Z by Michael Thomas Ford
HarperTeen, 288 pages
The First Rule of Torching: Cleanse with fire.
Josh is by far the best zombie Torcher around—at least, he is in his virtual-reality zombie-hunting game. Josh has quickly risen through the player ranks, relying on the skill, cunning, and agility of a real Torcher.
The Second Rule of Torching: Save all humans.
But luckily for Josh, zombies exist only in the virtual world. The real zombie war is now more than fifteen years in the past, and the battle to defeat the deadly epidemic that devastated his family—and millions of others—is the stuff of history lessons.
The Third Rule of Torching: You can’t bring them back.
Charlie is the top-ranked player in the game. Since all the players are shrouded in anonymity, Josh never expects Charlie to be a girl—and he never expects the offer she makes him: to join the underground gaming league that takes the virtual-reality game off the screen and into the streets. Josh is thrilled. But the more involved he gets, the more he realizes that not everything is what it seems. Real blood is spilling, members of the team are disappearing, and the zombies in the game are acting strange. And then there’s the matter of a mysterious drug called Z. . . .
One of our favorite past times/stress busters at work is zombie killing. No, seriously. Whenever we (namely Grace and I) find ourselves extremely stressed at work, and we have some money left, we’d troop over to Timezone (the nearest arcade at work) and start hogging the House of the Dead 4 machine and start blasting zombies away. There’s something really therapeutic about gunning down zombies and killing monsters, even if we never get past the third level.
Z by Michael Thomas Ford reminds me exactly of House of the Dead 4. Not with the story, but with how the book has a general zombie video game feel. Z immediately drops us into action as we follow Josh go through what seemed to be an abandoned hospital, looking for z’s to torch and humans to rescue. It seems very realistic at first, but we are surprised later by an interruption, where we find out that Josh is really just playing a video game, and one he wasn’t supposed to play.
But of course, Josh keeps on playing, and his skills were noticed by Charlie, one of the best players in the game. Josh gets invited to a secret gaming community that brings zombie torching into another level: a face to face game with real torches with seemingly real zombies and seemingly real blood. Josh is both horrified and fascinated, but since it’s not real, there’s no harm in playing, right?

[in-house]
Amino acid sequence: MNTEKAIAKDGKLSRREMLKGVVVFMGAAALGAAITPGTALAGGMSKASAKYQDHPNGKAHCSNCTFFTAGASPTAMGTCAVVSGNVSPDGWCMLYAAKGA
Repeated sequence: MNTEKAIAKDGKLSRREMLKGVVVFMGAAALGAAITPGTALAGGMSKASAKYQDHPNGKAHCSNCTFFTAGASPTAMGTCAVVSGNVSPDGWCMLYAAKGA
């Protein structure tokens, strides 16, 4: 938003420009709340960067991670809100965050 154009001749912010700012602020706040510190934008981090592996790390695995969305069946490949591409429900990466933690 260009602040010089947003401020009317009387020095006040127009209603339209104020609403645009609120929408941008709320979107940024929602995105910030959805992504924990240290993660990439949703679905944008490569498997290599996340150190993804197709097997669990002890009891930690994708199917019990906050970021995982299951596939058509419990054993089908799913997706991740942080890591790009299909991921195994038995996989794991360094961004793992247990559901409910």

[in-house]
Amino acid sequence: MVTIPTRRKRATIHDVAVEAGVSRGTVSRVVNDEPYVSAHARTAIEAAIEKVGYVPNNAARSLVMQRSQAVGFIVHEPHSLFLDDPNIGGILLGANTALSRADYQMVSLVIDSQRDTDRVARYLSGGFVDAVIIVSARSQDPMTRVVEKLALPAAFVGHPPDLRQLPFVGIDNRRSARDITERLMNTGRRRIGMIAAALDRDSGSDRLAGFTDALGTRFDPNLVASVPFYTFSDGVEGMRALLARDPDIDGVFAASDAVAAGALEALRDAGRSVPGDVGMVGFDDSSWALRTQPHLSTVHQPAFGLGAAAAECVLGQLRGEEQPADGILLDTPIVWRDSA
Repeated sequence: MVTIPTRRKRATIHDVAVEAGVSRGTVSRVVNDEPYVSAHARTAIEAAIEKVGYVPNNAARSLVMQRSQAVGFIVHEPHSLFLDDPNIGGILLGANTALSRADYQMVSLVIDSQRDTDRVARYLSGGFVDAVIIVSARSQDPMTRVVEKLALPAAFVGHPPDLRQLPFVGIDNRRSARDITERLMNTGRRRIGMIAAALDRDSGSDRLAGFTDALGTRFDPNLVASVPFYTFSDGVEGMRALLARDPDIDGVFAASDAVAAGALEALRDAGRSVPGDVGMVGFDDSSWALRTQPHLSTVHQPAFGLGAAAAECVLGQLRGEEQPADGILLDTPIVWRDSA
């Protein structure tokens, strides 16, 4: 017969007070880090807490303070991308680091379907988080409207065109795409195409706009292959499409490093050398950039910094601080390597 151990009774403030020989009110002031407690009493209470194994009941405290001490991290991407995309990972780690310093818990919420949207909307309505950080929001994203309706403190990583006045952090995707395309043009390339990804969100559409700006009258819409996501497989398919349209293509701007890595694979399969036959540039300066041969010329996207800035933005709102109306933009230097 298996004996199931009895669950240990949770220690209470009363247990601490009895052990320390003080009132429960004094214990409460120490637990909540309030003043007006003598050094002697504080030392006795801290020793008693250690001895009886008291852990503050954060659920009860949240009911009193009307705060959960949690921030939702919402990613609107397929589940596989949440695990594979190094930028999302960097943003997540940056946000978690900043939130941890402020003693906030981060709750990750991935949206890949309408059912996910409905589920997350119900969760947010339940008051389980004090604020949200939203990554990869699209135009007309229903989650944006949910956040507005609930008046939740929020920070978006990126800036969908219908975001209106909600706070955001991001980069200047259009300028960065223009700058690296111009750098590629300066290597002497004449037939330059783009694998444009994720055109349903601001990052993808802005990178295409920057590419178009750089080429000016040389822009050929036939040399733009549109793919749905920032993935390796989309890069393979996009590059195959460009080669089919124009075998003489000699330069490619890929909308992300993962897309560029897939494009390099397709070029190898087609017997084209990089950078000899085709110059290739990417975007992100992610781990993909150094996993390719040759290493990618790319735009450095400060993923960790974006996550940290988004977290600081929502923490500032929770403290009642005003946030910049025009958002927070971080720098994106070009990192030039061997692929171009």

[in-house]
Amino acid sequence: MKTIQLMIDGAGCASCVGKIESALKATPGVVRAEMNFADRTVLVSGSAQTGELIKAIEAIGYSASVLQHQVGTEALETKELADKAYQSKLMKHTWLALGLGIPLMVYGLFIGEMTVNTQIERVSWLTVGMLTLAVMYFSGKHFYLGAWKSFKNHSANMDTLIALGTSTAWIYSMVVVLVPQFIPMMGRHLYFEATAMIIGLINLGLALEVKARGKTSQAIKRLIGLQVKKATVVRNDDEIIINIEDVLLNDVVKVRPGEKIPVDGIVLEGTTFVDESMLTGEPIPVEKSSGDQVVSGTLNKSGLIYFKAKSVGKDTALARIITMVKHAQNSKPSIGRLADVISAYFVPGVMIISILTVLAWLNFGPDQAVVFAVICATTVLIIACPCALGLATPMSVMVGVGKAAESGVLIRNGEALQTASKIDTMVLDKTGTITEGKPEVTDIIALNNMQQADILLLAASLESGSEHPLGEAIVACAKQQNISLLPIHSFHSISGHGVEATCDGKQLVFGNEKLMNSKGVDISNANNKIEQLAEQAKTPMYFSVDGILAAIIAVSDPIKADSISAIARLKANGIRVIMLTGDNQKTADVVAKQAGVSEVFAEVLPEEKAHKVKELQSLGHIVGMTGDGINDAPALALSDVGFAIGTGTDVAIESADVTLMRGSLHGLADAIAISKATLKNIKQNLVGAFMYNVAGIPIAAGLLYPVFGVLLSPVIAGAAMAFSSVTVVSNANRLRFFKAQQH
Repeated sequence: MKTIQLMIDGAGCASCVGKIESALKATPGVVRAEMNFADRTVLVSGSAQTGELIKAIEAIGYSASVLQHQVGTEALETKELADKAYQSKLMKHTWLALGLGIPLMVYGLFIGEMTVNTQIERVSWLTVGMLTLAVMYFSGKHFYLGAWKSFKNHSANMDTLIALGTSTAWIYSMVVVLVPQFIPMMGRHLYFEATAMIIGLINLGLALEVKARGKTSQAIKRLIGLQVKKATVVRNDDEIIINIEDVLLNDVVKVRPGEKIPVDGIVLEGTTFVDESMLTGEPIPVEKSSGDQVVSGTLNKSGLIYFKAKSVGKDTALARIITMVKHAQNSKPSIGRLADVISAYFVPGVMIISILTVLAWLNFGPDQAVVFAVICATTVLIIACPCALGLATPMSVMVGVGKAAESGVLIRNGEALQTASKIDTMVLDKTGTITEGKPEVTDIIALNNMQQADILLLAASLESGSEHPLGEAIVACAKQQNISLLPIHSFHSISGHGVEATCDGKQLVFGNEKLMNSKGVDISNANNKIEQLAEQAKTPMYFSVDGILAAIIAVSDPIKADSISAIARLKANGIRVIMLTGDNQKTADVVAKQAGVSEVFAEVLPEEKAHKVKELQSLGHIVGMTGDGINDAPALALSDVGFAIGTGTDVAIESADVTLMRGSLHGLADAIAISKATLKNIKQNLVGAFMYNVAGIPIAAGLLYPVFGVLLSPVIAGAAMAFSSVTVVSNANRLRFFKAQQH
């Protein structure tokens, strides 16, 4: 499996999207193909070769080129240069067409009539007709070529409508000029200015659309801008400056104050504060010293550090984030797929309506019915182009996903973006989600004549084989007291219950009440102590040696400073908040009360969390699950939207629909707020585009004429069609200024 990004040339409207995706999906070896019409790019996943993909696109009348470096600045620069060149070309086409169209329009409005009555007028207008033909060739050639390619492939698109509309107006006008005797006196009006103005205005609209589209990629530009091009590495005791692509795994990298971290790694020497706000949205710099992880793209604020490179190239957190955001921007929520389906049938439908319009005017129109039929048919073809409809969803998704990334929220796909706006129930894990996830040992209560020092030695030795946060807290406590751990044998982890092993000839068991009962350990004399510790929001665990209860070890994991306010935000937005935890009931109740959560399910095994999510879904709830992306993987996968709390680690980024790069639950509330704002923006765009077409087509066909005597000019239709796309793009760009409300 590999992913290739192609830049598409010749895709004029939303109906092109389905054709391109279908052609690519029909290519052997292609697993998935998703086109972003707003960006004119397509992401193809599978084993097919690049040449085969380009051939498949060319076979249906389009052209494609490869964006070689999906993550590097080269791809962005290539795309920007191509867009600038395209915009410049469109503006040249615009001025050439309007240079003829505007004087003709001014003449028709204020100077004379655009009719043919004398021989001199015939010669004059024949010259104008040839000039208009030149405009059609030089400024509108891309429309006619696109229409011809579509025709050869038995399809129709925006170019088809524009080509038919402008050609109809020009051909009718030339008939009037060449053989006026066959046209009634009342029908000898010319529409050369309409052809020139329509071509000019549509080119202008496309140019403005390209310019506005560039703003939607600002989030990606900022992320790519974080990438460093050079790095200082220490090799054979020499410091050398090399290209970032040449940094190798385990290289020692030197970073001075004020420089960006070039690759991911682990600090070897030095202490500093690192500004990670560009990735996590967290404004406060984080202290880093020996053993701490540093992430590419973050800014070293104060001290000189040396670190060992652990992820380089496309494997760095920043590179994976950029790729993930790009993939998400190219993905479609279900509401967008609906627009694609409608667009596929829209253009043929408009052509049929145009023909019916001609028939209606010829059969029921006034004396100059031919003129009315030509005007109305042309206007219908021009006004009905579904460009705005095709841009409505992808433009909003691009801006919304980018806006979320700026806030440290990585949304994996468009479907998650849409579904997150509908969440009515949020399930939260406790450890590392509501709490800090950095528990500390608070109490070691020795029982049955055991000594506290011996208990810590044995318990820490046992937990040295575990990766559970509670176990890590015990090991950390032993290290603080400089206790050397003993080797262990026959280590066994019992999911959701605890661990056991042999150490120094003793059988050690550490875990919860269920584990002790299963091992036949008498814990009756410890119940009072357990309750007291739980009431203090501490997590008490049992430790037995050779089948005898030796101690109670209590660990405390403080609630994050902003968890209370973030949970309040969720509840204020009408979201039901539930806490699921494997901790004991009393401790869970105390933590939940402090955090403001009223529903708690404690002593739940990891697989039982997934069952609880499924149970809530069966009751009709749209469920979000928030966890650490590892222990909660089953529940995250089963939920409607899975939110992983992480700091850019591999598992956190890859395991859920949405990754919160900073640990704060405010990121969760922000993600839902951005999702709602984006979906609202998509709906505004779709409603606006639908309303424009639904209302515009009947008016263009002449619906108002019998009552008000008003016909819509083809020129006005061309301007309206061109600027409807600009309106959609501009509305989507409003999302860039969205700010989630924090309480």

Z has a pretty interesting take into zombies, different from what I have read so far. Zombies, according to Josh’s world, are not reanimated dead but people who contracted a mutant flu strain that enlarges the R-complex, or the reptilian part of the brain, removing all sentient thoughts of the person. This virus reduced the person’s ability to feel pain and thickened the blood, making the zombies hard to kill save for setting them on fire. The human being doesn’t exactly die but their humanity does, making them pretty much dead, anyway. It’s an interesting idea that doesn’t really lessens the horror of zombies. In fact, it may make things even scarier, since the virus takes living people and turns them into the undead right in front of you.
I like how the author managed to put in the game feel in the story. The descriptions were sharp and vivid, and the zombie hunting scene carried enough tension to make me gasp in surprise whenever some z’s show up. The author was able to put some kind of “face” for the zombies by their little gory descriptions — hair and scalp pulled out, milky eyes, rotting mouth, etc. The zombies here are not just one mob of undead shuffling towards the living but individual horrifying people that used to be the characters’ friends. This is the very strong point of Z in my opinion, and it gives the book an overall gaming feel, a-la Resident Evil or House of the Dead.
However, that’s where the strength ends. I felt the plot of the book a bit lacking. While there was an element of surprise in the zombie hunts, the overall story arc is pretty typical as far as zombie novels are concerned. It’s pretty straightforward, really, and while there was one twist that was kind of unexpected, the rest were pretty predictable. I feel like there’s really nothing new that Z could offer as far as zombie stories are concerned. It’s not shallow, but it just doesn’t have the depth that other zombie novels managed to capture.
I would recommend Z as a sort of fluffy reading for zombie aficionados and gamers (be it PS3, PSP or even a wii — are there zombie games on Wii’s?). Like with other reviewers, I think this book is written more for the younger audiences, particularly boys. It’s fun, it’s gory, but it’s not really the zombie novel that changed my life.
My copy: Hardbound from Fully Booked
Blurb: Dust jacket
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